Tradition is better than written records, as we use even now the spoken word in matters of especial delicacy, and men's memories were better in ancient times, when they had not learned to rely upon writing. Further, these difficulties in the contents are upon the surface and "would strike even a child's intelligence. The critic need not make so much fuss about the point, as if it were entirely a discovery of his own. The very inconsistency is proof of the authority of the record, for who would have gone out of his way to invent a story so apparently ridiculous and incredible?".Thus the difficulties of the narrative become its strength, and in all points the apologist is able to turn the argument against his assailant. Is it pointed out that the Japanese are not of great antiquity, and therefore not the special children of the gods, it is argued that the child of slow and late development is often the flower of the family, most cherished and most intelligent. Is it shown that the early records have no ethical teaching, the statement is accepted, and it is urged that only people like the Chinese, who are naturally depraved, need ethics, whereas the divine Japanese without teaching followed their naturally good instincts, and that only on the introduction of Chinese morals did evil develop. Finally, to complete the account of Shinto apologetics, when the great struggle between tradition and science emerges, the argument rises to its heights:
Many miracles occurred in the age of the gods, the truth of which was not disputed until men were taught by the Chinese philosophy to analyse the acts of the gods by the aid of their feeble intelligence. The reason assigned for disbelieving in miracles is that they cannot be explained, but in fact, although the age of the gods has passed away, wondrous miracles surround us on all sides. For example, there is the position of the earth itself, equally miraculous whether we describe the globe as resting on something or nothing, and beyond all possibility of explanation are the common facts of existence, seeing, hearing, walking, the flight of birds and insects, the blossoming of plants and trees, the power of rats and weasels to see in the dark. How absurd to take them for granted, and at the same time disbelieve in the miracles of the Divine Age. . . . The accounts given in other countries, whether by Buddhism or Chinese philosophy, of the form of the heavens and earthand the manner in which they came into existence, are all of them inventions of men, who exercised all their ingenuity over the problem, and inferred that such things must actually be the case. As for the Indian account, it is only nonsense fit to deceive women and children, and I do not think it worthy of refutation. The Chinese theories, on the other hand, are based on profound philosophical speculations, and sound extremely plausible, but what they call the absolute and infinite, the positive and negative essences, the eight diagrams, and the five elements are not real existences, but are fictitious names invented by the philosophers and freely applied in every direction. They say that the whole universe was produced by agencies, and that nothing exists which is independent of them. But all these statements are nonsense.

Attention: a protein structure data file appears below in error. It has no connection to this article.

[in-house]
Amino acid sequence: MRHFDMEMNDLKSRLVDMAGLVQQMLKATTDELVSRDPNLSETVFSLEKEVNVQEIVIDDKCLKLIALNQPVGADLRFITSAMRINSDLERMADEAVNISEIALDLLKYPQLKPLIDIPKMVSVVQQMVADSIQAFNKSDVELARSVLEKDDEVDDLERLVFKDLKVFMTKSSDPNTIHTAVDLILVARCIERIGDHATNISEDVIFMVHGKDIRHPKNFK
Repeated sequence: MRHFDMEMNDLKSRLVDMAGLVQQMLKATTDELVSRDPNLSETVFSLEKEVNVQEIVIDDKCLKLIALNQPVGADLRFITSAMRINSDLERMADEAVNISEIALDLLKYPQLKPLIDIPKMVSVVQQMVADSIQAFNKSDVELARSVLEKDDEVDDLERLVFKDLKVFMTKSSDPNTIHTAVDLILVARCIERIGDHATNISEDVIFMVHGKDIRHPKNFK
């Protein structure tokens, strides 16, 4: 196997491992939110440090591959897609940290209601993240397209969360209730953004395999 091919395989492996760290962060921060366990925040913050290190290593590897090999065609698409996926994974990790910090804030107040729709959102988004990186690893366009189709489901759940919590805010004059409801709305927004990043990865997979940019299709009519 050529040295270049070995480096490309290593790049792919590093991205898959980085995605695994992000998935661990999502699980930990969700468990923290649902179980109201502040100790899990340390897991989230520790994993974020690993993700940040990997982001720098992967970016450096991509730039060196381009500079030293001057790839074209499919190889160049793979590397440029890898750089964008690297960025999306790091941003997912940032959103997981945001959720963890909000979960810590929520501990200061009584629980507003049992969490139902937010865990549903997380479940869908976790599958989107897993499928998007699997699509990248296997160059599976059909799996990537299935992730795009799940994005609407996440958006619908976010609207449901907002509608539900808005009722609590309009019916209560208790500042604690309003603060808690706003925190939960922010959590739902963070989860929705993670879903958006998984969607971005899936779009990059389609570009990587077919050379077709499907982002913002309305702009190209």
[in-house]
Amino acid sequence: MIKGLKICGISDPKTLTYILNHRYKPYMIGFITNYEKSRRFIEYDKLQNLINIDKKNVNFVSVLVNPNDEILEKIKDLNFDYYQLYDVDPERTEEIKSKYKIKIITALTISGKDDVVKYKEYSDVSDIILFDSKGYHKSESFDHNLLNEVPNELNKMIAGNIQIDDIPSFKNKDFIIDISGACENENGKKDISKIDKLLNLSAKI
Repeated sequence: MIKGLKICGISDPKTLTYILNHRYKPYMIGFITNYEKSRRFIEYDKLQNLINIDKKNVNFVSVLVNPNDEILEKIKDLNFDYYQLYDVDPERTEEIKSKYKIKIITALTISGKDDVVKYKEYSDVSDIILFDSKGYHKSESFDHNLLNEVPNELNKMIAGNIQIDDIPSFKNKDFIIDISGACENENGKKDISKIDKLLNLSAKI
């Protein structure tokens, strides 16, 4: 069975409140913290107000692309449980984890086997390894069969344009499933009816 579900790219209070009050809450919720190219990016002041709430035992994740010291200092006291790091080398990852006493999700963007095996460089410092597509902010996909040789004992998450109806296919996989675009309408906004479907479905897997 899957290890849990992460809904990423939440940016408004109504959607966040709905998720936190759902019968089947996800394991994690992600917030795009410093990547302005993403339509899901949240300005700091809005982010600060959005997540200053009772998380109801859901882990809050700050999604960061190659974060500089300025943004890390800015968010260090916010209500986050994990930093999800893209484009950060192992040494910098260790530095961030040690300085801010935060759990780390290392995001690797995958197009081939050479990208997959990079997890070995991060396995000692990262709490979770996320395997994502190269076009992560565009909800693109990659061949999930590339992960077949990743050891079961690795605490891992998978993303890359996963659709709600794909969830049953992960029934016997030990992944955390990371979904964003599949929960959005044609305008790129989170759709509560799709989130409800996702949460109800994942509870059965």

"The principles which animate the universe are beyond the power of analysis, nor can they be fathomed by the human intelligence, and all statements founded upon pretended explanations of them are to be rejected. All that man can think out and know is limited by the powers of sight, feeling, and calculation, and what goes beyond these powers cannot be known by any amount of thinking.